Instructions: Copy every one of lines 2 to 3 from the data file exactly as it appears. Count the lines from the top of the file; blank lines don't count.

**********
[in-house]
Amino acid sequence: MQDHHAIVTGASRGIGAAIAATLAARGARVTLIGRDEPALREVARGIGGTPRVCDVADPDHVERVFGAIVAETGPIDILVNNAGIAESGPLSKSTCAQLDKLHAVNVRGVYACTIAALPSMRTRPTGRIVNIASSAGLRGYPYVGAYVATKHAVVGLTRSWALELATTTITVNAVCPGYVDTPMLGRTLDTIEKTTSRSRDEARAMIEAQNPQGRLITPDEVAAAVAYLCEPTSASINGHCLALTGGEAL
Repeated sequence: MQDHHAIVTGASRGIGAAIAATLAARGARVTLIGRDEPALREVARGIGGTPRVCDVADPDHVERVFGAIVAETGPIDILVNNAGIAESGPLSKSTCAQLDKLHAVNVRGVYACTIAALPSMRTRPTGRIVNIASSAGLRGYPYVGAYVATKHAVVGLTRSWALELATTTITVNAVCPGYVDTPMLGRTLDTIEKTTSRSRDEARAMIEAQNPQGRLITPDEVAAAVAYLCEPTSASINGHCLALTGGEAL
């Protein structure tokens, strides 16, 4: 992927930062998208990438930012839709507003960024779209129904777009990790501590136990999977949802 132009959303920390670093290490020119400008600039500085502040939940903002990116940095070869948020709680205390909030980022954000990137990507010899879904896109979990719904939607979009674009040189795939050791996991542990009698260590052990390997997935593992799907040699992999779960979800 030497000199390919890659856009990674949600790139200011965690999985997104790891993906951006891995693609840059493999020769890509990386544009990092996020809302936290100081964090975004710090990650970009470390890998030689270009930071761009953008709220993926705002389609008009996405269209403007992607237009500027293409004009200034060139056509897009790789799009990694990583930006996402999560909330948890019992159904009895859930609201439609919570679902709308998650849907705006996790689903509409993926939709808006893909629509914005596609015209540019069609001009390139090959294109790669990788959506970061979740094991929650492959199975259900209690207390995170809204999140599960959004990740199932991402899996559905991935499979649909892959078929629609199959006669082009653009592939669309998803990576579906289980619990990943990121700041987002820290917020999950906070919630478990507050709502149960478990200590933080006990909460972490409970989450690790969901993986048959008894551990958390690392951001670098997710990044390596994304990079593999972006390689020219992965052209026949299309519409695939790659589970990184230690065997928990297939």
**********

Amino acid sequence: MQDHHAIVTGASRGIGAAIAATLAARGARVTLIGRDEPALREVARGIGGTPRVCDVADPDHVERVFGAIVAETGPIDILVNNAGIAESGPLSKSTCAQLDKLHAVNVRGVYACTIAALPSMRTRPTGRIVNIASSAGLRGYPYVGAYVATKHAVVGLTRSWALELATTTITVNAVCPGYVDTPMLGRTLDTIEKTTSRSRDEARAMIEAQNPQGRLITPDEVAAAVAYLCEPTSASINGHCLALTGGEAL
Repeated sequence: MQDHHAIVTGASRGIGAAIAATLAARGARVTLIGRDEPALREVARGIGGTPRVCDVADPDHVERVFGAIVAETGPIDILVNNAGIAESGPLSKSTCAQLDKLHAVNVRGVYACTIAALPSMRTRPTGRIVNIASSAGLRGYPYVGAYVATKHAVVGLTRSWALELATTTITVNAVCPGYVDTPMLGRTLDTIEKTTSRSRDEARAMIEAQNPQGRLITPDEVAAAVAYLCEPTSASINGHCLALTGGEAL